The FAA has postponed the finish of the Starship environmental review

The Federal Aviation Administration (FAA)¬†says an environmental study of orbital launches for SpaceX Starship¬†from its Boca Chica, Texas, the site will take at least two months longer. The FAA announced on December 28 that it would be unable to fulfill an intended December 31 deadline for completing an environmental evaluation of SpaceX’s plans to launch its Starship/Super Heavy rocket into orbit from the Boca Chica site known as Starbase. A PEA (Programmatic Environmental Assessment) is an essential prerequisite for getting an FAA launch license, which is required for such launches.

“However, the FAA is reporting a change to the timetable due to the substantial volume of comments filed on the Draft PEA, deliberations, and consultation activities with consultative parties,” the FAA wrote on its website. “The FAA now aims to issue the Final PEA on 28th February 2022,” according to the statement.

The FAA received almost 18,000 public comments in response to the report’s draft version, which was issued in September. Under the oversight of the FAA, SpaceX is trying to react to those public comments, according to the agency, which did not provide any other information on the review of the remarks. In October, two public hearings on the assessment drew a flood of comments, both favorable and critical of SpaceX’s ambitions.

Consultations with various government agencies are also part of the environmental evaluation process. Those consultations, according to the FAA, include endangered species and historical site preservation. Because the environmental evaluation has been postponed, the FAA launch license for the Starship/Super Heavy orbital deployments from Boca Chica has been delayed. Elon Musk, the CEO of SpaceX, indicated in November that he planned to have the launch license by the end of 2021, with the first orbital flight scheduled for January or early February of the year 2022.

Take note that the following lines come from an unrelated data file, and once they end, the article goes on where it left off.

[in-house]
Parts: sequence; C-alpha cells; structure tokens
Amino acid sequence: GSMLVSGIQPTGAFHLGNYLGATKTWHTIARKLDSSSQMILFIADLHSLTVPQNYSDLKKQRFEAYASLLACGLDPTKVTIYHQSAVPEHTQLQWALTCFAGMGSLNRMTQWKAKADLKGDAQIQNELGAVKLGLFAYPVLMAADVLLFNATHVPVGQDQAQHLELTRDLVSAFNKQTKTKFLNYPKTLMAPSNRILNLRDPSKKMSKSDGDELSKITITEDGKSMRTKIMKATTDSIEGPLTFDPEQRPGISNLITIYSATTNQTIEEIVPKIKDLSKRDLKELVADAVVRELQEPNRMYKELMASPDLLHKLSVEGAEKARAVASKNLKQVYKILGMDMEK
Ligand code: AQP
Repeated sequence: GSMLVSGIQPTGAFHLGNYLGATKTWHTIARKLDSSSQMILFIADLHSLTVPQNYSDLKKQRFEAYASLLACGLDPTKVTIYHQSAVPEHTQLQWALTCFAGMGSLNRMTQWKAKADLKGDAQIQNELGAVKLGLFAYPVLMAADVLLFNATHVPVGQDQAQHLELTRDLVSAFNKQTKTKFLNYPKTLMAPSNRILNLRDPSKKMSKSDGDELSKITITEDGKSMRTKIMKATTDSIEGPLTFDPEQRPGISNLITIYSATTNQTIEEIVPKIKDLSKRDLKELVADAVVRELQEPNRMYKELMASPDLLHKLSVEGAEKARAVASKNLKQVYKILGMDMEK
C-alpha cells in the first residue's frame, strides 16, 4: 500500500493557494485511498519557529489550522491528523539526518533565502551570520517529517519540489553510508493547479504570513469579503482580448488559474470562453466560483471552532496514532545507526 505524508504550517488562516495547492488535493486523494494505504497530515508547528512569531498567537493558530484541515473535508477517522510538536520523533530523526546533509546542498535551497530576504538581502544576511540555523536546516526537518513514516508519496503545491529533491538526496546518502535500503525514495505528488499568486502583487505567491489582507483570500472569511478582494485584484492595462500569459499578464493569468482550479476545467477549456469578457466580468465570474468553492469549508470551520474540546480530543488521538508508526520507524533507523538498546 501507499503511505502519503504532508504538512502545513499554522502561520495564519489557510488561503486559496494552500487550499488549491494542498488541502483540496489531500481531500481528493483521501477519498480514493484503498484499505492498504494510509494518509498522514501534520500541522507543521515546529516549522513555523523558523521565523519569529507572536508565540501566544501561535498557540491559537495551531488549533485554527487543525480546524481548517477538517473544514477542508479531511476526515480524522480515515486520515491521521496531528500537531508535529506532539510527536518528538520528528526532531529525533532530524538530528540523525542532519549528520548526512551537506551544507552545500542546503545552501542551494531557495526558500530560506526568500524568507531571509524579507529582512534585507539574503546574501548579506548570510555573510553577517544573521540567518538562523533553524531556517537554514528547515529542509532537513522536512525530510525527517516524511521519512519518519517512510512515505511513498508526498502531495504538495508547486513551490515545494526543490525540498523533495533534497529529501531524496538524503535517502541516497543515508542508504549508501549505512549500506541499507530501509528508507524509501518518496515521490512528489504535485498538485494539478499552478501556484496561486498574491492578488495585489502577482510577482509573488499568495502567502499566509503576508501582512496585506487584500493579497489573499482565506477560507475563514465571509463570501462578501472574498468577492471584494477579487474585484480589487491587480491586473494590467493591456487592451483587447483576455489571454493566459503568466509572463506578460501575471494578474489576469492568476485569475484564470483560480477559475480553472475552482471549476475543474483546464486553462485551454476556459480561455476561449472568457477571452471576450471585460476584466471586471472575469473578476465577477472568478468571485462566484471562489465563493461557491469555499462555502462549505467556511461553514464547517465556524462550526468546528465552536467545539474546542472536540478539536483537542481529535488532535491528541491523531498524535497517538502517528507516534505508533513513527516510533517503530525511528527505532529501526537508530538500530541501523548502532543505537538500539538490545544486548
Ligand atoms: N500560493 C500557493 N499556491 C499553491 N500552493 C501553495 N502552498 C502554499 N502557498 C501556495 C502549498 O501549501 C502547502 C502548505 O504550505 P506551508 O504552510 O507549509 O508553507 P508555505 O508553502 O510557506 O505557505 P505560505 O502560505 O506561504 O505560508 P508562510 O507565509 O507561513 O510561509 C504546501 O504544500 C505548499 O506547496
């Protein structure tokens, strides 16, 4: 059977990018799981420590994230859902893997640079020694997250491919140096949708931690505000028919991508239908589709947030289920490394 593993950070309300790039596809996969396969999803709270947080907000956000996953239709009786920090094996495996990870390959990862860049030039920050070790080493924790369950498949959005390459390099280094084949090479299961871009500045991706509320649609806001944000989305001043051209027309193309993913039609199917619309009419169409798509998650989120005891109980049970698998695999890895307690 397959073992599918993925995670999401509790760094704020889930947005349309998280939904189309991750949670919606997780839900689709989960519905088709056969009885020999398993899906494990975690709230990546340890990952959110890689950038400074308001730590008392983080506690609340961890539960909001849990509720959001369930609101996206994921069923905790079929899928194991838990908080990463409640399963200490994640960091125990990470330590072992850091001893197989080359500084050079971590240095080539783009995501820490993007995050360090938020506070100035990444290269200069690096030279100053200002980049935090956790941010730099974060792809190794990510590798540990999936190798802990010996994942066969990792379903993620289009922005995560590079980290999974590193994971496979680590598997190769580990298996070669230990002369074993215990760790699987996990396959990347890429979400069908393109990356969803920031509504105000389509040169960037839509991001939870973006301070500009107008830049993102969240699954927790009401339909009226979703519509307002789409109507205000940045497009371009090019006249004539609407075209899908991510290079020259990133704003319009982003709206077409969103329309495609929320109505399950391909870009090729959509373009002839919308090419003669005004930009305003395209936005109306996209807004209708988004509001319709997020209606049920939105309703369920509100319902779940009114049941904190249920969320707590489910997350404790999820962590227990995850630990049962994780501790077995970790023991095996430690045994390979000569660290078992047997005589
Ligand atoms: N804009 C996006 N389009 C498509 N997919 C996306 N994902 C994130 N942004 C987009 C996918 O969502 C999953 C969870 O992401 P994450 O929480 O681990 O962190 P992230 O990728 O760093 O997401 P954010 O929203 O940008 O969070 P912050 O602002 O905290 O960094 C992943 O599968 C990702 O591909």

Even if the environmental study and licensing process were finished as scheduled, it is unclear whether SpaceX was going to be ready for the orbital launch try on that timeframe. Musk claimed in November that in December, SpaceX would conduct a “bunch of tests” on the Starship vehicle as well as its Super Heavy rocket, although several of those tests, such as static burns, have yet to take place. There’s also no assurance that the new deadline of February 28 won’t be extended once more. An environmental evaluation of a prospective launch facility in Georgia, Spaceport Camden, was delayed for months before the FAA granted the facility a spaceport license on December 20.

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